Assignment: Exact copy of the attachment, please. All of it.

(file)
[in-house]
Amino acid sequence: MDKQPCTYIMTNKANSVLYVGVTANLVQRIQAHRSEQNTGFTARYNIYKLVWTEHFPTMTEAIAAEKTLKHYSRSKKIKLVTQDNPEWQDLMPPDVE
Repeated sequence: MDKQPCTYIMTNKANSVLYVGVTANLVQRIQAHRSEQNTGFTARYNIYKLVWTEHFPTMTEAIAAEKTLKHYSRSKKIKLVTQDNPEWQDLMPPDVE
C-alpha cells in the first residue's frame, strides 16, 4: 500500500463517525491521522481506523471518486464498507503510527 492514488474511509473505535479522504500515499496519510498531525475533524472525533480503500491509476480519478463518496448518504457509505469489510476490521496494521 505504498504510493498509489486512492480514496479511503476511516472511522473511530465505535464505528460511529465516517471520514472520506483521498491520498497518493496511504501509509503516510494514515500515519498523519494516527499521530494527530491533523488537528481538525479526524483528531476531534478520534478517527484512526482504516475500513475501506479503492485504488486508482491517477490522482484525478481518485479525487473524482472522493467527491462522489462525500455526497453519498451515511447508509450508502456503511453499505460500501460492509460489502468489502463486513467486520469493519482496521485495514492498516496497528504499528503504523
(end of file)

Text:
[in-house]
Amino acid sequence: MDKQPCTYIMTNKANSVLYVGVTANLVQRIQAHRSEQNTGFTARYNIYKLVWTEHFPTMTEAIAAEKTLKHYSRSKKIKLVTQDNPEWQDLMPPDVE
Repeated sequence: MDKQPCTYIMTNKANSVLYVGVTANLVQRIQAHRSEQNTGFTARYNIYKLVWTEHFPTMTEAIAAEKTLKHYSRSKKIKLVTQDNPEWQDLMPPDVE
C-alpha cells in the first residue's frame, strides 16, 4: 500500500463517525491521522481506523471518486464498507503510527 492514488474511509473505535479522504500515499496519510498531525475533524472525533480503500491509476480519478463518496448518504457509505469489510476490521496494521 505504498504510493498509489486512492480514496479511503476511516472511522473511530465505535464505528460511529465516517471520514472520506483521498491520498497518493496511504501509509503516510494514515500515519498523519494516527499521530494527530491533523488537528481538525479526524483528531476531534478520534478517527484512526482504516475500513475501506479503492485504488486508482491517477490522482484525478481518485479525487473524482472522493467527491462522489462525500455526497453519498451515511447508509450508502456503511453499505460500501460492509460489502468489502463486513467486520469493519482496521485495514492498516496497528504499528503504523